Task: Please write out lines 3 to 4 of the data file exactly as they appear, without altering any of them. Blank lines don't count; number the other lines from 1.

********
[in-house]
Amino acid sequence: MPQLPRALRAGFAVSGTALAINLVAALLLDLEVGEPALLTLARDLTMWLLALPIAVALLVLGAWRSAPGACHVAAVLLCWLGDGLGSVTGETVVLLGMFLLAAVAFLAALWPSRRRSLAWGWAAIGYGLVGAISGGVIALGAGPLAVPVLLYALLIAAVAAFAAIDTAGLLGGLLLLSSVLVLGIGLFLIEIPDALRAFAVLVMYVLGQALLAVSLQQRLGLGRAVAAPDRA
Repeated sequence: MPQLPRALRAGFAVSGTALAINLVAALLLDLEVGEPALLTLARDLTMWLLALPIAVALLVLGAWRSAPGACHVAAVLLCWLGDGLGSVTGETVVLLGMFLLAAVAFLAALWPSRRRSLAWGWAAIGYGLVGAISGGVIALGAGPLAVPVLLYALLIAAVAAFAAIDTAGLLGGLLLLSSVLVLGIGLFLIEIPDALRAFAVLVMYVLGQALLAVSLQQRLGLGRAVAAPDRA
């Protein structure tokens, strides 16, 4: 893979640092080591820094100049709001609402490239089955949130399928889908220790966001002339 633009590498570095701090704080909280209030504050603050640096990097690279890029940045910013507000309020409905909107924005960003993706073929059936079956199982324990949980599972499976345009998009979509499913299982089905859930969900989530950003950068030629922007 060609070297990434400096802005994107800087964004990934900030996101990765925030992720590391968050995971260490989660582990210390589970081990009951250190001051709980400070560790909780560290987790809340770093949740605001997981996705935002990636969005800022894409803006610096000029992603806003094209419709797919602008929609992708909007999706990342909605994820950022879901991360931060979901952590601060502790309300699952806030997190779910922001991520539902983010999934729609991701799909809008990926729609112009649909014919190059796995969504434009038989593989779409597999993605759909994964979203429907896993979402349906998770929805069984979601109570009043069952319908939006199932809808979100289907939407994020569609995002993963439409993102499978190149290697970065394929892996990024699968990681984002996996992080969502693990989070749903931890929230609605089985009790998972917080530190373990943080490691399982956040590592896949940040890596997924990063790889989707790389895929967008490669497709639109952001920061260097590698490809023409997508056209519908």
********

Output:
Repeated sequence: MPQLPRALRAGFAVSGTALAINLVAALLLDLEVGEPALLTLARDLTMWLLALPIAVALLVLGAWRSAPGACHVAAVLLCWLGDGLGSVTGETVVLLGMFLLAAVAFLAALWPSRRRSLAWGWAAIGYGLVGAISGGVIALGAGPLAVPVLLYALLIAAVAAFAAIDTAGLLGGLLLLSSVLVLGIGLFLIEIPDALRAFAVLVMYVLGQALLAVSLQQRLGLGRAVAAPDRA
């Protein structure tokens, strides 16, 4: 893979640092080591820094100049709001609402490239089955949130399928889908220790966001002339 633009590498570095701090704080909280209030504050603050640096990097690279890029940045910013507000309020409905909107924005960003993706073929059936079956199982324990949980599972499976345009998009979509499913299982089905859930969900989530950003950068030629922007 060609070297990434400096802005994107800087964004990934900030996101990765925030992720590391968050995971260490989660582990210390589970081990009951250190001051709980400070560790909780560290987790809340770093949740605001997981996705935002990636969005800022894409803006610096000029992603806003094209419709797919602008929609992708909007999706990342909605994820950022879901991360931060979901952590601060502790309300699952806030997190779910922001991520539902983010999934729609991701799909809008990926729609112009649909014919190059796995969504434009038989593989779409597999993605759909994964979203429907896993979402349906998770929805069984979601109570009043069952319908939006199932809808979100289907939407994020569609995002993963439409993102499978190149290697970065394929892996990024699968990681984002996996992080969502693990989070749903931890929230609605089985009790998972917080530190373990943080490691399982956040590592896949940040890596997924990063790889989707790389895929967008490669497709639109952001920061260097590698490809023409997508056209519908």